The depressive development of pink snow mold was observed from 2013 to 2016, as well as from 2018 to 2019. Disease prevalence ranged from 2.2 % to 6.1%, and the maximum disease development amounted up to 1.5%. The high temperature regime in 2013 contributed to the early resumption of winter crops vegetation, which led to overgrowing of crops, therefore, the development of pink snow mold was observed at the edges of crops and in unaligned areas in the south-foothill and central regions of Krasnodar Krai. In 2014, temporary snow cover and frequent thaws were observed, which caused early spring damage to the stems, leaves and root system. In 2015, a low infectious background was noted, but the cool weather during the heading phase contributed to the further development of snow mold on the leaves and stems and led to spike damage, which provoked fusarium burn almost everywhere. In 2016, mild and warm winters with snow and thaws provoked early damage to the leaves, stems and root system by pink snow mold, and the cool weather in May stimulated the disease development up to the spike damage. In 2018 the spring weather was characterized by the absence of snow cover, as a result of which intense pink snow mold infection wasn’t observed. The shortage of precipitation and the average temperature increased by 1-3 ° C in April inhibited the development of the disease on the stems and leaves. The absence of continuous snow cover in winter did not contribute to the widespread disease prevalence. In 2019, a focal M. nivale infection of winter cereal crops was noted in the first decade of March, April was characterized by low frosts and a lack of precipitation, which affected the slowdown of the pathogen development. In 2020, the pink snow mold spreading in Krasnodar Krai, as well as in the Republic of Belarus, was rather scarce in the spring period, due to the lack of snow cover, warm winters and dry spring.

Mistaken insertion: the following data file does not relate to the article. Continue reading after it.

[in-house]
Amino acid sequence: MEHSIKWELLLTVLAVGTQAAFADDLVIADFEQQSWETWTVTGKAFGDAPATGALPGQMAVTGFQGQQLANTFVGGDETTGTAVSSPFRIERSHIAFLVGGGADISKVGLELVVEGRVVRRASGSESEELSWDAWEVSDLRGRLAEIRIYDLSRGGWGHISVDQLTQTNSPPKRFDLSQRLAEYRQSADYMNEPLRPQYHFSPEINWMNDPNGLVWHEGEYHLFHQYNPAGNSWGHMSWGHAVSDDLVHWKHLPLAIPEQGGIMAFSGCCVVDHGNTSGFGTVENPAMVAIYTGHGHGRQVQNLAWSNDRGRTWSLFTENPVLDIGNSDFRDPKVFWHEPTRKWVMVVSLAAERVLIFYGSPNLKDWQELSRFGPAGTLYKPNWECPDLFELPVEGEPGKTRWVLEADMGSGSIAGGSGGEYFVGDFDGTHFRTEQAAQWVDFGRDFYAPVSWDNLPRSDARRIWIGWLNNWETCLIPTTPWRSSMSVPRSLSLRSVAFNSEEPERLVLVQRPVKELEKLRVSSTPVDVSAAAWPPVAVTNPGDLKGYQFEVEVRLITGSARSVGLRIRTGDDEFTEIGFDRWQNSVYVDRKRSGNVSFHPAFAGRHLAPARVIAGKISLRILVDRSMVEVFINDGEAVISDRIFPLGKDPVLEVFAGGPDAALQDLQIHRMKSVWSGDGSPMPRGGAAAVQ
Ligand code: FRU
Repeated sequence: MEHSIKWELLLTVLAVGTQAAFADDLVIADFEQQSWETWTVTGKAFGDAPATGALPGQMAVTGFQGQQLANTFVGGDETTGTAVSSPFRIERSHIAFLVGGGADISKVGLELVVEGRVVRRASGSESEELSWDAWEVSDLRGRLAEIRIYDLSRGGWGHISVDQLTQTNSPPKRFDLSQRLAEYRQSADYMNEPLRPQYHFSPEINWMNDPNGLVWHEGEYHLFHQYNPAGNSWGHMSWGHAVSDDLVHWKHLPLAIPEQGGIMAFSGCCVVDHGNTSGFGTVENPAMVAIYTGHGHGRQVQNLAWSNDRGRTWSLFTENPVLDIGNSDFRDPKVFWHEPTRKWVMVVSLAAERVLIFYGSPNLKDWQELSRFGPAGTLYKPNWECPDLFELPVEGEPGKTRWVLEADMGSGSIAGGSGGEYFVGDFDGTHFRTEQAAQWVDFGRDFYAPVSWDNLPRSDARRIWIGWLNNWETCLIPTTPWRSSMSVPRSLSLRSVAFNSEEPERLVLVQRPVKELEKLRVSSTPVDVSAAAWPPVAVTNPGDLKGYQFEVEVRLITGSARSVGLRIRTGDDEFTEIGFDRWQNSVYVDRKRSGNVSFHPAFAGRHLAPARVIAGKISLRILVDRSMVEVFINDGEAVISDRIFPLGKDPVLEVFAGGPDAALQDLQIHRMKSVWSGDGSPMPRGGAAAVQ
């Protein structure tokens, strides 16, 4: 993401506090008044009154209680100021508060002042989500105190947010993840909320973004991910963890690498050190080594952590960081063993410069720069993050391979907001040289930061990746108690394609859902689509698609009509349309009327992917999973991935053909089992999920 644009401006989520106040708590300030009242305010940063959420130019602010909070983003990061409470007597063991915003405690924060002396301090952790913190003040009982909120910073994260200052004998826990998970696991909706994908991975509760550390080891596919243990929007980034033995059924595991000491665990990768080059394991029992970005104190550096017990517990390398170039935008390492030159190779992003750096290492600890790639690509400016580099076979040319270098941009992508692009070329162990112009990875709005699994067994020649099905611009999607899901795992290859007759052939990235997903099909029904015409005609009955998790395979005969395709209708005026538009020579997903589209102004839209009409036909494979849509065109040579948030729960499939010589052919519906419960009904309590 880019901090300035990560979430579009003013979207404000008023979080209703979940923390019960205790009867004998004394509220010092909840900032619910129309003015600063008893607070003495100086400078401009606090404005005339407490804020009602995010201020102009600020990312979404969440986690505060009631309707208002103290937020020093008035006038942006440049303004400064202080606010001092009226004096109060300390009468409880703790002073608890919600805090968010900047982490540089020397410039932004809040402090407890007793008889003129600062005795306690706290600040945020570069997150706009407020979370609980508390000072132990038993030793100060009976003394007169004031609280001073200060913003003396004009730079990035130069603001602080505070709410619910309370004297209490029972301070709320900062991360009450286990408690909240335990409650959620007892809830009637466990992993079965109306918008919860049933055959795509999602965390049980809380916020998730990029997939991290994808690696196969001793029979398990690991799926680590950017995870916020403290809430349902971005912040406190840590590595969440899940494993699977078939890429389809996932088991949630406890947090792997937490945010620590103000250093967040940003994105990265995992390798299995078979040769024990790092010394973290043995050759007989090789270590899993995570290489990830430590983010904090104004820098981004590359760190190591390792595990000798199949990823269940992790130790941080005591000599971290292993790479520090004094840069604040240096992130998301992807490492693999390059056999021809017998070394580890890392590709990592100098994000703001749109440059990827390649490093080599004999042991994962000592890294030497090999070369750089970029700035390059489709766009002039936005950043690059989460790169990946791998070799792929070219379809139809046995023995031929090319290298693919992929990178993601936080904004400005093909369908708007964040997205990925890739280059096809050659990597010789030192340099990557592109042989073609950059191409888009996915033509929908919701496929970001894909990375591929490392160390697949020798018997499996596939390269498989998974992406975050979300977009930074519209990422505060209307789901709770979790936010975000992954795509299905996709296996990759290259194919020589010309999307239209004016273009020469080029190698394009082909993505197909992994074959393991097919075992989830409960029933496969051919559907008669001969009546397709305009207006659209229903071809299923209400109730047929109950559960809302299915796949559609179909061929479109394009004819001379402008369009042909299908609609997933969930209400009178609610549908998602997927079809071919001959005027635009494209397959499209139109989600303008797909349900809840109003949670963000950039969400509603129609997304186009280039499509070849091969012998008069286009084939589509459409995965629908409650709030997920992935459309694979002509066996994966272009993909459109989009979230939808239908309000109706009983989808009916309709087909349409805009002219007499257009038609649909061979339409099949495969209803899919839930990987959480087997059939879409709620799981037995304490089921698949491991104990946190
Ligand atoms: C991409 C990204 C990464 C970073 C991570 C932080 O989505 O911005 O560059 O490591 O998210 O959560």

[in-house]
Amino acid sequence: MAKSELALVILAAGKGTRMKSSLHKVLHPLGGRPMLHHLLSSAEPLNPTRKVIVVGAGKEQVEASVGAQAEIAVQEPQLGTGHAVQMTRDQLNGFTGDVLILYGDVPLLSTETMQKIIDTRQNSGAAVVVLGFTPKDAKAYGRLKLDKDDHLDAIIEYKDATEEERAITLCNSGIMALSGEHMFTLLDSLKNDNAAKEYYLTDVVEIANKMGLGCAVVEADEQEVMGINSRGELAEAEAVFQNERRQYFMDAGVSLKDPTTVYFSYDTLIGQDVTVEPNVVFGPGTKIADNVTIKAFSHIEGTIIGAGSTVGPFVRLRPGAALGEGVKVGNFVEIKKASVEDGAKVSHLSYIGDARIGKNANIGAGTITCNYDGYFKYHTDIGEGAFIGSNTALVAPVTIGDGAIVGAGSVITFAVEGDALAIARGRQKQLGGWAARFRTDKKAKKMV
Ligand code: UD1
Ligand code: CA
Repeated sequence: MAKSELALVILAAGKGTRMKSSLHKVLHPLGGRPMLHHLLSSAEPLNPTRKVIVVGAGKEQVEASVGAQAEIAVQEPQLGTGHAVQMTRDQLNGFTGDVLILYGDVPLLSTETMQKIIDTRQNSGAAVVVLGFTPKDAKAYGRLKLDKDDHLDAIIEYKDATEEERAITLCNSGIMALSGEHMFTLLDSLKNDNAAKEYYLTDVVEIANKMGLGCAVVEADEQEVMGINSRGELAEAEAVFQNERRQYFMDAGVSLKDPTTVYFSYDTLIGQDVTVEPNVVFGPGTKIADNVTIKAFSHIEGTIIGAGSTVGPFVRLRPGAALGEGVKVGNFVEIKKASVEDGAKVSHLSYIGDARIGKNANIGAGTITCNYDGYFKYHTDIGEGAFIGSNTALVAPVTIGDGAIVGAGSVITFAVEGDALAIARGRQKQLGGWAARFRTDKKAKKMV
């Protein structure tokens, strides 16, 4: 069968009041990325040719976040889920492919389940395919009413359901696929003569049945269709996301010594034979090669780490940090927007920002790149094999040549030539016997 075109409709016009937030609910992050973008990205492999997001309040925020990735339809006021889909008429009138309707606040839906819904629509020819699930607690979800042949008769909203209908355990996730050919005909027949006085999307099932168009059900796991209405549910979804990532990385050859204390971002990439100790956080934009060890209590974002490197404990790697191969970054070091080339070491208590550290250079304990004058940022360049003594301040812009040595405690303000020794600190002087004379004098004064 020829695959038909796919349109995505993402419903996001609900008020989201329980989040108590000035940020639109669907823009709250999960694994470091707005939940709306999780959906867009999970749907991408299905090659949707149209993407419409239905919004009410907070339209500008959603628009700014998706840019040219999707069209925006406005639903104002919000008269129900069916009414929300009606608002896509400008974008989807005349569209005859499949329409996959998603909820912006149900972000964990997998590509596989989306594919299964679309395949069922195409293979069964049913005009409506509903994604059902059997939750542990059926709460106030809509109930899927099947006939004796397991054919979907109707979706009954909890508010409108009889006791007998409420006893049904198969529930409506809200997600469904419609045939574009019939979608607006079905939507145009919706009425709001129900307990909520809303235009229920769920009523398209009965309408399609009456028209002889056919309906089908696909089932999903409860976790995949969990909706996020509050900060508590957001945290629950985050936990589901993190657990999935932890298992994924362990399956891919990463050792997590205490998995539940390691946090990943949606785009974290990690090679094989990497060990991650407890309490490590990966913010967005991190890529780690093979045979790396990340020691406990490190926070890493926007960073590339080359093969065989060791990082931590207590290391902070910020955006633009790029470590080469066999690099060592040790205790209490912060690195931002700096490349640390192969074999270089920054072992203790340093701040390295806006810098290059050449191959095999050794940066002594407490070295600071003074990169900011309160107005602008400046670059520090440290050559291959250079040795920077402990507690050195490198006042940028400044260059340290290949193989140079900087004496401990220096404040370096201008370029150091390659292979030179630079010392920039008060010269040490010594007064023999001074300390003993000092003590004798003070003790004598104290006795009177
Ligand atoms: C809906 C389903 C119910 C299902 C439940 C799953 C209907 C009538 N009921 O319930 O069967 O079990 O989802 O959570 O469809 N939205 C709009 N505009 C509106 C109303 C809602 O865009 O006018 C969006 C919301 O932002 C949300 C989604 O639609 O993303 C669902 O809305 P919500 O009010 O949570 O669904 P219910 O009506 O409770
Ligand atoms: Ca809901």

Agroclimatic conditions are one of the main factors determining the economic threshold of harmfulness (hereinafter ETH) of M. nivale pathogen. When the disease development rate is higher than ETH, it is advisable to use fungicidal treatments of crops. A retrospective analysis of the infected and treated areas of cereal crops in the Southern Federal District of Russia (Republic of Adygea, Republic of Crimea, Simferopol, Sevastopol, Rostov Region, Republic of Kalmykia, Astrakhan Region, Volgograd Region, Krasnodar Krai) is shown in Figure 2.